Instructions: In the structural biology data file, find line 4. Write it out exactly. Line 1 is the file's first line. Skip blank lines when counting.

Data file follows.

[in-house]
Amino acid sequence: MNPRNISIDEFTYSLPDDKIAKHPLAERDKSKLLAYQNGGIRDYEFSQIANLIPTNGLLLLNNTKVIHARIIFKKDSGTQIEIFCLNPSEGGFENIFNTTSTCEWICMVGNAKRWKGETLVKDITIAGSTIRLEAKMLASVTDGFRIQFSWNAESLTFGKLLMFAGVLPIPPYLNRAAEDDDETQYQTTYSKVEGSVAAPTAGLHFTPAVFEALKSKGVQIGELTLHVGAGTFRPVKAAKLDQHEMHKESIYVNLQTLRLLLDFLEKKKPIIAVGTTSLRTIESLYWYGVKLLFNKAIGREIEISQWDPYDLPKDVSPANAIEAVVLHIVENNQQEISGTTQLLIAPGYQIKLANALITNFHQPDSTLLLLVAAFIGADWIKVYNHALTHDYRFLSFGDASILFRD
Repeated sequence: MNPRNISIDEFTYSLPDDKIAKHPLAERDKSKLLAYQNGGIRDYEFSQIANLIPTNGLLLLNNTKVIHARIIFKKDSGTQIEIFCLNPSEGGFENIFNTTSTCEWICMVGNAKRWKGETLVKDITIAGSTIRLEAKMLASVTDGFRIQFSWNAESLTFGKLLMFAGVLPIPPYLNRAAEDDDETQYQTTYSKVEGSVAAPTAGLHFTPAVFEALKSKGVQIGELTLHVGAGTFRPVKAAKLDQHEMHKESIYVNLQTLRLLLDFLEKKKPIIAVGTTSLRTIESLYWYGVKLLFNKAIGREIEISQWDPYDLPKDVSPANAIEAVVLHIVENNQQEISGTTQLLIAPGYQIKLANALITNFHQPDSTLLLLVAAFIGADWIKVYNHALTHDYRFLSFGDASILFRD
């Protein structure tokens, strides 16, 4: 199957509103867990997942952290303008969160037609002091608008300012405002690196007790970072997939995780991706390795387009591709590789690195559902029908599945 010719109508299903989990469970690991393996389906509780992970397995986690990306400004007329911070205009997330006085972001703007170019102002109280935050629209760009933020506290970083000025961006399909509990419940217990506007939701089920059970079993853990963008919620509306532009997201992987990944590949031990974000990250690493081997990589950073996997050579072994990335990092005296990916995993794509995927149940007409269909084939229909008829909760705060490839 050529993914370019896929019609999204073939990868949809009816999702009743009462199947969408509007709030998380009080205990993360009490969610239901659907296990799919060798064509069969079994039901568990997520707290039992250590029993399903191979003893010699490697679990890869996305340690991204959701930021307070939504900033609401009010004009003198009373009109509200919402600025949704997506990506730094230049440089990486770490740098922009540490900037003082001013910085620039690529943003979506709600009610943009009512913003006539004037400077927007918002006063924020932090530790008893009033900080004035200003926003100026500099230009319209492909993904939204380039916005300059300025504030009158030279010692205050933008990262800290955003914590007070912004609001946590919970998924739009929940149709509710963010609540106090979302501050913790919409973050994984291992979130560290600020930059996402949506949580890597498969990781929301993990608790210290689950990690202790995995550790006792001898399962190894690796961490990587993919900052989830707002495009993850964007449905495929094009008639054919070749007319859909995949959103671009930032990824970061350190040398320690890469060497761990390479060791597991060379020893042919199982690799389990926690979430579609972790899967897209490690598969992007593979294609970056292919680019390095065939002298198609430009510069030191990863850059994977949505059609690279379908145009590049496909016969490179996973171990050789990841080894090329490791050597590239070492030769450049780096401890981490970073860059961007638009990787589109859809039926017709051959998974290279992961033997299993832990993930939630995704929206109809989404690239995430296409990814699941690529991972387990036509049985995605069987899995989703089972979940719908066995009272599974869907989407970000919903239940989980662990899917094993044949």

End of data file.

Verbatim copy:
């Protein structure tokens, strides 16, 4: 199957509103867990997942952290303008969160037609002091608008300012405002690196007790970072997939995780991706390795387009591709590789690195559902029908599945 010719109508299903989990469970690991393996389906509780992970397995986690990306400004007329911070205009997330006085972001703007170019102002109280935050629209760009933020506290970083000025961006399909509990419940217990506007939701089920059970079993853990963008919620509306532009997201992987990944590949031990974000990250690493081997990589950073996997050579072994990335990092005296990916995993794509995927149940007409269909084939229909008829909760705060490839 050529993914370019896929019609999204073939990868949809009816999702009743009462199947969408509007709030998380009080205990993360009490969610239901659907296990799919060798064509069969079994039901568990997520707290039992250590029993399903191979003893010699490697679990890869996305340690991204959701930021307070939504900033609401009010004009003198009373009109509200919402600025949704997506990506730094230049440089990486770490740098922009540490900037003082001013910085620039690529943003979506709600009610943009009512913003006539004037400077927007918002006063924020932090530790008893009033900080004035200003926003100026500099230009319209492909993904939204380039916005300059300025504030009158030279010692205050933008990262800290955003914590007070912004609001946590919970998924739009929940149709509710963010609540106090979302501050913790919409973050994984291992979130560290600020930059996402949506949580890597498969990781929301993990608790210290689950990690202790995995550790006792001898399962190894690796961490990587993919900052989830707002495009993850964007449905495929094009008639054919070749007319859909995949959103671009930032990824970061350190040398320690890469060497761990390479060791597991060379020893042919199982690799389990926690979430579609972790899967897209490690598969992007593979294609970056292919680019390095065939002298198609430009510069030191990863850059994977949505059609690279379908145009590049496909016969490179996973171990050789990841080894090329490791050597590239070492030769450049780096401890981490970073860059961007638009990787589109859809039926017709051959998974290279992961033997299993832990993930939630995704929206109809989404690239995430296409990814699941690529991972387990036509049985995605069987899995989703089972979940719908066995009272599974869907989407970000919903239940989980662990899917094993044949």